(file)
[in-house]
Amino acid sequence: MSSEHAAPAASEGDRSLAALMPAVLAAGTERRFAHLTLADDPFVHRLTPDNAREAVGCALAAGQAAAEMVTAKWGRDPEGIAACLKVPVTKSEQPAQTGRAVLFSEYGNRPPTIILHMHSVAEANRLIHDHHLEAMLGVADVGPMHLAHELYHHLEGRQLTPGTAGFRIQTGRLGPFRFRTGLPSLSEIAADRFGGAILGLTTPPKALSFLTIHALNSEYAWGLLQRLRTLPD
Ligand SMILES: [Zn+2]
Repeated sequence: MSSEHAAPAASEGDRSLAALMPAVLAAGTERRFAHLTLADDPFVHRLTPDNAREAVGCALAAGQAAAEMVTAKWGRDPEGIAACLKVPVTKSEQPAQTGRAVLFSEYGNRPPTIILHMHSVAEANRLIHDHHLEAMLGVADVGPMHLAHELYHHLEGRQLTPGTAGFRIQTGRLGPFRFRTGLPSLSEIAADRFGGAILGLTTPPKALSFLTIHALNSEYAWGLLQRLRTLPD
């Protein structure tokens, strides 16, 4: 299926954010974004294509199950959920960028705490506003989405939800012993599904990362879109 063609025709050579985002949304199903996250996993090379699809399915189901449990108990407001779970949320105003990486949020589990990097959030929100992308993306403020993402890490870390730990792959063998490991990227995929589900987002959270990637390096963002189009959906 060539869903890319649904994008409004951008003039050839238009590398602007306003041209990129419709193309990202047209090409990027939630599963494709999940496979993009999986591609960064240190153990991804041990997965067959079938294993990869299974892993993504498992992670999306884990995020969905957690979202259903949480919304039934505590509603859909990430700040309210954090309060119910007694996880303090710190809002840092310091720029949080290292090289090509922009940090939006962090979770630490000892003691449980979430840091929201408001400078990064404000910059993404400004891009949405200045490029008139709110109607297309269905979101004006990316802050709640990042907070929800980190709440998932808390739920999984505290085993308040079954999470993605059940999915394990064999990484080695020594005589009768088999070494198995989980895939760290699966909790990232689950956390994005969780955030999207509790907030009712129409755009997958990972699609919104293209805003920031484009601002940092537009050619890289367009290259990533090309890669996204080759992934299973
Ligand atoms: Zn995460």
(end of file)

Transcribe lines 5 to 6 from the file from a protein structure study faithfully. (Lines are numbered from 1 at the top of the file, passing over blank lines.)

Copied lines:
């Protein structure tokens, strides 16, 4: 299926954010974004294509199950959920960028705490506003989405939800012993599904990362879109 063609025709050579985002949304199903996250996993090379699809399915189901449990108990407001779970949320105003990486949020589990990097959030929100992308993306403020993402890490870390730990792959063998490991990227995929589900987002959270990637390096963002189009959906 060539869903890319649904994008409004951008003039050839238009590398602007306003041209990129419709193309990202047209090409990027939630599963494709999940496979993009999986591609960064240190153990991804041990997965067959079938294993990869299974892993993504498992992670999306884990995020969905957690979202259903949480919304039934505590509603859909990430700040309210954090309060119910007694996880303090710190809002840092310091720029949080290292090289090509922009940090939006962090979770630490000892003691449980979430840091929201408001400078990064404000910059993404400004891009949405200045490029008139709110109607297309269905979101004006990316802050709640990042907070929800980190709440998932808390739920999984505290085993308040079954999470993605059940999915394990064999990484080695020594005589009768088999070494198995989980895939760290699966909790990232689950956390994005969780955030999207509790907030009712129409755009997958990972699609919104293209805003920031484009601002940092537009050619890289367009290259990533090309890669996204080759992934299973
Ligand atoms: Zn995460």